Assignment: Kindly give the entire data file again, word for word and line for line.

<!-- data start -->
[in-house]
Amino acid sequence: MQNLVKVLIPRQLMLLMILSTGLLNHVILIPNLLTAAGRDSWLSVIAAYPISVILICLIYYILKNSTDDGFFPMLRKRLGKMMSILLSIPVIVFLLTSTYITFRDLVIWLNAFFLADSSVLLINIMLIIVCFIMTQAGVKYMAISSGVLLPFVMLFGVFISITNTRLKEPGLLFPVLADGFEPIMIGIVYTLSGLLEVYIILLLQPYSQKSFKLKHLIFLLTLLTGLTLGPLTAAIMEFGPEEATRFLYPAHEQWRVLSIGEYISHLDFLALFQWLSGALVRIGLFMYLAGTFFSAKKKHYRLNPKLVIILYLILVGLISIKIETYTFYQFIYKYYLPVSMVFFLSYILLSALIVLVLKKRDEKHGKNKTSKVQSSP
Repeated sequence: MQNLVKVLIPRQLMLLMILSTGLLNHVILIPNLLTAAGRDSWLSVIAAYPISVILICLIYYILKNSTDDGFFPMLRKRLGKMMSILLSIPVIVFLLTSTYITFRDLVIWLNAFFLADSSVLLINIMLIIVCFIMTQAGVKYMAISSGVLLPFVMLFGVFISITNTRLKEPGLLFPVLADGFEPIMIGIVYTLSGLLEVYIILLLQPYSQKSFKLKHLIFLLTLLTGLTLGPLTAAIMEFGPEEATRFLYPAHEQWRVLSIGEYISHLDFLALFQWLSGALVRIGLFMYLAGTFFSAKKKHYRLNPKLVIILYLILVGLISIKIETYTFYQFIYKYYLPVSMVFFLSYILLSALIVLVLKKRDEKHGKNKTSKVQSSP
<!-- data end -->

[in-house]
Amino acid sequence: MQNLVKVLIPRQLMLLMILSTGLLNHVILIPNLLTAAGRDSWLSVIAAYPISVILICLIYYILKNSTDDGFFPMLRKRLGKMMSILLSIPVIVFLLTSTYITFRDLVIWLNAFFLADSSVLLINIMLIIVCFIMTQAGVKYMAISSGVLLPFVMLFGVFISITNTRLKEPGLLFPVLADGFEPIMIGIVYTLSGLLEVYIILLLQPYSQKSFKLKHLIFLLTLLTGLTLGPLTAAIMEFGPEEATRFLYPAHEQWRVLSIGEYISHLDFLALFQWLSGALVRIGLFMYLAGTFFSAKKKHYRLNPKLVIILYLILVGLISIKIETYTFYQFIYKYYLPVSMVFFLSYILLSALIVLVLKKRDEKHGKNKTSKVQSSP
Repeated sequence: MQNLVKVLIPRQLMLLMILSTGLLNHVILIPNLLTAAGRDSWLSVIAAYPISVILICLIYYILKNSTDDGFFPMLRKRLGKMMSILLSIPVIVFLLTSTYITFRDLVIWLNAFFLADSSVLLINIMLIIVCFIMTQAGVKYMAISSGVLLPFVMLFGVFISITNTRLKEPGLLFPVLADGFEPIMIGIVYTLSGLLEVYIILLLQPYSQKSFKLKHLIFLLTLLTGLTLGPLTAAIMEFGPEEATRFLYPAHEQWRVLSIGEYISHLDFLALFQWLSGALVRIGLFMYLAGTFFSAKKKHYRLNPKLVIILYLILVGLISIKIETYTFYQFIYKYYLPVSMVFFLSYILLSALIVLVLKKRDEKHGKNKTSKVQSSP